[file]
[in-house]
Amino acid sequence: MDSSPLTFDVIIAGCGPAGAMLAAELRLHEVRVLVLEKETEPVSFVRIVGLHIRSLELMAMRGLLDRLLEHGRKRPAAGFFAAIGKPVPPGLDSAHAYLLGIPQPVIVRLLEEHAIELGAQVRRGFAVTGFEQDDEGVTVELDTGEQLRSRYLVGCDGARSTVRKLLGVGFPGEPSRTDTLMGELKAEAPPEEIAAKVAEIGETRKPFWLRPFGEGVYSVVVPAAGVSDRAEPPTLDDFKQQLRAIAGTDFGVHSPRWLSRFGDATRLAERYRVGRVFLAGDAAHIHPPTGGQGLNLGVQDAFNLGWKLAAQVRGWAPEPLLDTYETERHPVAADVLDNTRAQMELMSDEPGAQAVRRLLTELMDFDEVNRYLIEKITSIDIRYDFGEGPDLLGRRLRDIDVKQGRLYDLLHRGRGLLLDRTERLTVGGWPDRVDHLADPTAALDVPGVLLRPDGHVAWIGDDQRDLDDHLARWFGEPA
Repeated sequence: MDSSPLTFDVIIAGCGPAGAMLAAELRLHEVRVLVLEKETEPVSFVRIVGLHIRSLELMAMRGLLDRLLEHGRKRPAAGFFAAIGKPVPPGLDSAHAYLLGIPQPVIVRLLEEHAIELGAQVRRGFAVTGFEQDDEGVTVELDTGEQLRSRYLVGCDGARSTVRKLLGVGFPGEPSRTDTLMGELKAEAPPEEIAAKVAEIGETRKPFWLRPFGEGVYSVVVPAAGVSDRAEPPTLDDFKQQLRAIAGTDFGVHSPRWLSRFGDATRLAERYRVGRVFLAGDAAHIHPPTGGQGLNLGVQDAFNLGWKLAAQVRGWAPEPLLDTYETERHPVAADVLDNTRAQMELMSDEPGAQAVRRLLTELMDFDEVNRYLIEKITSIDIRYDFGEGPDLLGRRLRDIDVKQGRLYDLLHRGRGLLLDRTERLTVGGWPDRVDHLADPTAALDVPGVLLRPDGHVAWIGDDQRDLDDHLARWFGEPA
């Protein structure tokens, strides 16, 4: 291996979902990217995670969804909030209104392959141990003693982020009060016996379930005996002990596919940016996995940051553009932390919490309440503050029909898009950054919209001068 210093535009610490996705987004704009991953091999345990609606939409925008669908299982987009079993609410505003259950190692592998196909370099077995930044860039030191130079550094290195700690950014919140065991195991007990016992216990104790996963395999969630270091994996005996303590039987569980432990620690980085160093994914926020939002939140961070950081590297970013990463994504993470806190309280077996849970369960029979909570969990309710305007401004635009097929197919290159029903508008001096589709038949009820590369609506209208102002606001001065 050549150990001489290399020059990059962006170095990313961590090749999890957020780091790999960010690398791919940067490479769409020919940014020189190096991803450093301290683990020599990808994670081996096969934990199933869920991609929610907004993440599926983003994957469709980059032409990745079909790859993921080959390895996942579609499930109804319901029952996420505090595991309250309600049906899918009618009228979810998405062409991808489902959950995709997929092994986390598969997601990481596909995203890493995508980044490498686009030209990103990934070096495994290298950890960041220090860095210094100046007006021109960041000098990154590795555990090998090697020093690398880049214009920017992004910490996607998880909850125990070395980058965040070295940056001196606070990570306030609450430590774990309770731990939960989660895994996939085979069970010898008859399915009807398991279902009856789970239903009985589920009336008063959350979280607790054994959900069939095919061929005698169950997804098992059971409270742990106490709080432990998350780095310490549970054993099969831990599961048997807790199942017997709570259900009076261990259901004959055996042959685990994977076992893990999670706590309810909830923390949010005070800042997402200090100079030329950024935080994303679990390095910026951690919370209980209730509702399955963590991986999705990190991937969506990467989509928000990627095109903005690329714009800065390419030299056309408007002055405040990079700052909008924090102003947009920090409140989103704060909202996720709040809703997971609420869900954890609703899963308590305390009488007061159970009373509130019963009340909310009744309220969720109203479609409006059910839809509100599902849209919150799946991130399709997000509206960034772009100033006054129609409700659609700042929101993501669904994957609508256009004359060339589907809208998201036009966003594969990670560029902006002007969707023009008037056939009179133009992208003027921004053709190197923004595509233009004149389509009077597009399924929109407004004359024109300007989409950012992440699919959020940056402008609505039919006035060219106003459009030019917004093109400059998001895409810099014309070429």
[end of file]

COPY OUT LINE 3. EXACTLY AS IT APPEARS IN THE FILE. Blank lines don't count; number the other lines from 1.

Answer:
Repeated sequence: MDSSPLTFDVIIAGCGPAGAMLAAELRLHEVRVLVLEKETEPVSFVRIVGLHIRSLELMAMRGLLDRLLEHGRKRPAAGFFAAIGKPVPPGLDSAHAYLLGIPQPVIVRLLEEHAIELGAQVRRGFAVTGFEQDDEGVTVELDTGEQLRSRYLVGCDGARSTVRKLLGVGFPGEPSRTDTLMGELKAEAPPEEIAAKVAEIGETRKPFWLRPFGEGVYSVVVPAAGVSDRAEPPTLDDFKQQLRAIAGTDFGVHSPRWLSRFGDATRLAERYRVGRVFLAGDAAHIHPPTGGQGLNLGVQDAFNLGWKLAAQVRGWAPEPLLDTYETERHPVAADVLDNTRAQMELMSDEPGAQAVRRLLTELMDFDEVNRYLIEKITSIDIRYDFGEGPDLLGRRLRDIDVKQGRLYDLLHRGRGLLLDRTERLTVGGWPDRVDHLADPTAALDVPGVLLRPDGHVAWIGDDQRDLDDHLARWFGEPA